Anyways, that's my two cents, from a non-mother. But these are the lessons that I plan to teach and pass on to my future children.

Anonymous

08/26/2010 - 5:27pm

There are some things I will not let my 18 month old eat, like doritos and other highly processed food. My 10 year old on the other hand has a good education of what helps your body "run" better, i'e' if you feed your body crap, it will soon feel like crap and perform like crap. But it is up to her to make her own decision. She is aware of how here friends eat and the issues they have with their bodies. Most of us are part of a fast moving culture that feeds on how much we can do in a day and the convienece of fast food tends to play a large part. Not that I don't have my own fast food weaknesses but I do my best to incorporate the pleasure of family and food, excellent nutrition and lead by example a life of moderation.. Best wishes...

Anonymous

08/25/2010 - 7:07pm

My daughter is 3 1/2 and we don't keep any junk in the house so she knows that candy etc. are a once and a while kind of thing. But one thing that I am firm about her not trying until she is much older is soda- it's garbage and I think it is awful when I see some parents putting diet coke in their baby/toddler's bottle. For drinks she only gets water, milk and OJ and she is perfectly happy with that since it is all she knows.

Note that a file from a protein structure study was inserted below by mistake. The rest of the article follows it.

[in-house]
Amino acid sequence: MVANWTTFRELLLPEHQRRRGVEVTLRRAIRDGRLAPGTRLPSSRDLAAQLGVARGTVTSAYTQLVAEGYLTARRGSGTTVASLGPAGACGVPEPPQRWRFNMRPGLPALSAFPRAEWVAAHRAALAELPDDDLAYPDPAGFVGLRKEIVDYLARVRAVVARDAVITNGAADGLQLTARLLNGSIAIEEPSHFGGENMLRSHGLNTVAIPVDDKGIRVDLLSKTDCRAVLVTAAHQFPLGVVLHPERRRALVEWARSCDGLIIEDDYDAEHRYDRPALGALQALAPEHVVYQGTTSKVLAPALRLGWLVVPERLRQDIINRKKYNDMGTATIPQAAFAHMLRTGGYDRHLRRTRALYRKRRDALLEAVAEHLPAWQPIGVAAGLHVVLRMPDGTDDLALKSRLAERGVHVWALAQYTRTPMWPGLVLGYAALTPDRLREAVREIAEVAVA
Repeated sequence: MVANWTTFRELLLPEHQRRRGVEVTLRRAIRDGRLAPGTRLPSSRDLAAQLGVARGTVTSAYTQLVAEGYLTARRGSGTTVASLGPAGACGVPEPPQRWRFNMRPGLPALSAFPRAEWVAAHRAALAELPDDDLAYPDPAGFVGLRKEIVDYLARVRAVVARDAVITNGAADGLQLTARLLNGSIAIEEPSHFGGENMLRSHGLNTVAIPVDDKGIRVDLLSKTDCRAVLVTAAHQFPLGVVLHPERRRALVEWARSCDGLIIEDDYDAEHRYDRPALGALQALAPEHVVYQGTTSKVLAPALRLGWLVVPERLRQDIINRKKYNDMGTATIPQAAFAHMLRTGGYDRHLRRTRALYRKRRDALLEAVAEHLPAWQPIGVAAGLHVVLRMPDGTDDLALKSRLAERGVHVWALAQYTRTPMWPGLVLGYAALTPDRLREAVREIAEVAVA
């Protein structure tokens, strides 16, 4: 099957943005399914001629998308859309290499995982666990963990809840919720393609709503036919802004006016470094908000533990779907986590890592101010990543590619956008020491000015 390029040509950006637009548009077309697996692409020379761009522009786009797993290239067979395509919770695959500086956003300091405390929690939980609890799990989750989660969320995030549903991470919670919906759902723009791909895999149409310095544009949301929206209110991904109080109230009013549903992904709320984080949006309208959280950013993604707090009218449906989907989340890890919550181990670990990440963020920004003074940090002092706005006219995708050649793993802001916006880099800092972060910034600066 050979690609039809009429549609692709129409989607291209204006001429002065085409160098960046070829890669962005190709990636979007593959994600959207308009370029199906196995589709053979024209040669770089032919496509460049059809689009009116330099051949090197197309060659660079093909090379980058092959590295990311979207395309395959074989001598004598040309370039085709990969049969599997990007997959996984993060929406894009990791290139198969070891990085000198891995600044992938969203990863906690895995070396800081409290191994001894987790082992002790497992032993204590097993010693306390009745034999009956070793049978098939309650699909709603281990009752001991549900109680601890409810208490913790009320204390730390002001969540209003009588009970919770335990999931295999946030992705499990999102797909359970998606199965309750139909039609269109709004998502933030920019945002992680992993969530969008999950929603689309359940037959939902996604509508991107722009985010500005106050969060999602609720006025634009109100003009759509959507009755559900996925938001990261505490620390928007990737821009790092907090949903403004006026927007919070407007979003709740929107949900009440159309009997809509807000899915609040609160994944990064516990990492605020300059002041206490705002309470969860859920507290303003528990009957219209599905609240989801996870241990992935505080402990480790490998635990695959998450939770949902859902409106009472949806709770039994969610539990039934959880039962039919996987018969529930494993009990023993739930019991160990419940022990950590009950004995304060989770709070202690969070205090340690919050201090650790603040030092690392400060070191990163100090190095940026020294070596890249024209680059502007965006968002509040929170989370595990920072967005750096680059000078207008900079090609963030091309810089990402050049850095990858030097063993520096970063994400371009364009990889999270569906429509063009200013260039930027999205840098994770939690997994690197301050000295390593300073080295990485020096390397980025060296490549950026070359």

Anonymous

08/24/2010 - 8:45pm

hot dogs and white bread, enough said.

Anonymous

08/24/2010 - 12:25pm

My daughter is 2 1/2 years old. We don't allow her to drink Soda EVER, but occasionally give her an Izzy because she likes the fizz. She also doesn't get candy or gum under any circumstance. She's young enough that we don't feel like she knows what she is missing, and not being in day care or around older kids on a regular basis we don't have to contend with her knowing about them yet. Only Mommies/Daddies/Grandmas, etc get gum/soda/candy. May not be the best policy, but she doesn't argue...yet. When we are encountered by an event where they serve things I wouldn't provide at home (like those "cut the top off" popsicles at our Garden Club) I do the "When in Rome" thing too. It isn't on a regular basis (so it won't kill her to have it) and I don't want to give the impression that there is "bad" food...which I think in the end just makes them more appealing to her. Hoping for the best.

Anonymous

08/24/2010 - 12:12pm